Five recommendations for executing derivatives regulatory transformation
The Global Financial Crisis in 2008 triggered a number of regulatory reforms which until this day require financial institutions to constantly adapt and adhere to never ending landscape of regulatory change and execute regulatory transformation projects.
Challenges with regulatory driven implementations
While business change implementations have usually clearly defined scope and objectives that is very often not the case for regulatory driven projects. Some of the challenges are:
- Numerous reiterations of regulatory guidelines, very often at short notice
- A vast amount of regulatory text which needs to be analysed in order to define any potential implications to respective business areas
- Ambiguity of the regulatory text itself which frequently needs to be discussed at industry forums and further guidelines need to be provided by regulatory bodies
- Cross border implications across several different regulatory jurisdictions the financial institutions may be subject to and their worldwide spread client base e.g., different rules for US and EU domiciled clients.
- Some of the regulatory requirements have multi system, process and business areas implications covering legal client documentation, trade execution, risk and valuation, collateral management and settlements. Therefore, adding complexity to implementing such changes across entire IT architecture.
- Many of the regulatory changes affect only transactions executed post go-live date adding complexity of having a split between back and front book and different treatment across the IT stack
Success criteria for implementing complex regulatory driven projects
Active regulatory horizon scanning throughout the duration of the project ensures any changes to the regulations and industry agreements are tracked and requirements are constantly updated ensuring future proof solutions which are configurable.
Every element of regulatory text needs to be mapped to the existing activity of the business to establish the business impact. It is crucial this is performed in collaboration with legal, compliance, risk and regulatory change business analysts with detailed knowledge of day-to-day business activities across multiple areas of the business.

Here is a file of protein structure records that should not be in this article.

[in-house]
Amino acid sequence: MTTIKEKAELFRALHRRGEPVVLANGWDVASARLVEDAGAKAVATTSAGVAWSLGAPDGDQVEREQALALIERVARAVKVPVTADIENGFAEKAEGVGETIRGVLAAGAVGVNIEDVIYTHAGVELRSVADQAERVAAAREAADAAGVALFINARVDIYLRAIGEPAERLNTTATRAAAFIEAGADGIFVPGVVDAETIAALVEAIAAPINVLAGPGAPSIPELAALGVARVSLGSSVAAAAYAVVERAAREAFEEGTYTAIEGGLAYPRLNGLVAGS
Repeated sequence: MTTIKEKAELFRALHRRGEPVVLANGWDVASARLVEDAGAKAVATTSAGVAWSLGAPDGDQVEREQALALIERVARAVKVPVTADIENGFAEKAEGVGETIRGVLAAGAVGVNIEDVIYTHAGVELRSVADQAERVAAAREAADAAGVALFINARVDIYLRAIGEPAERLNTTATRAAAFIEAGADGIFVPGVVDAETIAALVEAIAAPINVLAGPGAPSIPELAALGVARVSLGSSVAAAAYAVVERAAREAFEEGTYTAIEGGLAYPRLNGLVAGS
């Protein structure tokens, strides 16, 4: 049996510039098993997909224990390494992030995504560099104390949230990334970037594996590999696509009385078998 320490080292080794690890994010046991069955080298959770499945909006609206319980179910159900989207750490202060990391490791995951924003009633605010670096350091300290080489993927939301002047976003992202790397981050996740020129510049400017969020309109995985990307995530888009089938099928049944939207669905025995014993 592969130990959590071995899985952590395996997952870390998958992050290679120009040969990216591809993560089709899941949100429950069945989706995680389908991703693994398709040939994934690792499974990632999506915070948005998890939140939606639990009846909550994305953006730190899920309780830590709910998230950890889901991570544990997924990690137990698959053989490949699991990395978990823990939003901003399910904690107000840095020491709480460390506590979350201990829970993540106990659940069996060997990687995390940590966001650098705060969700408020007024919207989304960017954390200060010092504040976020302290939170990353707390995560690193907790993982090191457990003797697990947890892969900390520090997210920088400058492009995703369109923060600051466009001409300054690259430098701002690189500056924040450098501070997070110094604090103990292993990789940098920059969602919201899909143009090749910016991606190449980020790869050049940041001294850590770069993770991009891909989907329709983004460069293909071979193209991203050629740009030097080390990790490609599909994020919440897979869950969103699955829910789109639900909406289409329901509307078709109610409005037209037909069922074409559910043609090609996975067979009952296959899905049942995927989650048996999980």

Once the detailed business impact assessment is complete and consensus is reached it is paramount to engage relevant business stakeholders impacted by the regulatory change. This also covers mapping the rules against existing controls, procedures and defining any potential training to affected business areas.
Based on the business impact assessment, the requirements gathering can be initiated followed by implementation of the required changes. This very often covers multiple systems from trade capture, risk and valuation platforms to collateral and settlement systems.
Equally crucial is adherence to any governance requirements covering changes to legal documentation, procedures, controls and supervisory oversight of day-to-day activities. These should be tested alongside any system changes.
The final stage comprises of independent testing of incorporated changes and transfer of new processes to a business-as-usual basis. Clear ownership should be established from respective business area covering procedure and policies control and their maintenance.
- Keep tracking regulatory change and industry reactions by ‘scanning the horizon’
- Produce a thorough and detailed business impact
- Engage business stakeholders to bring energy and ownership to the project
- Put in place an appropriate governance framework to link stakeholders to the outcomes
- Use independent testing to validate changes to systems and procedures
by Wojciech Dolczewski, Derivatives Regulatory Lead, Prodktr
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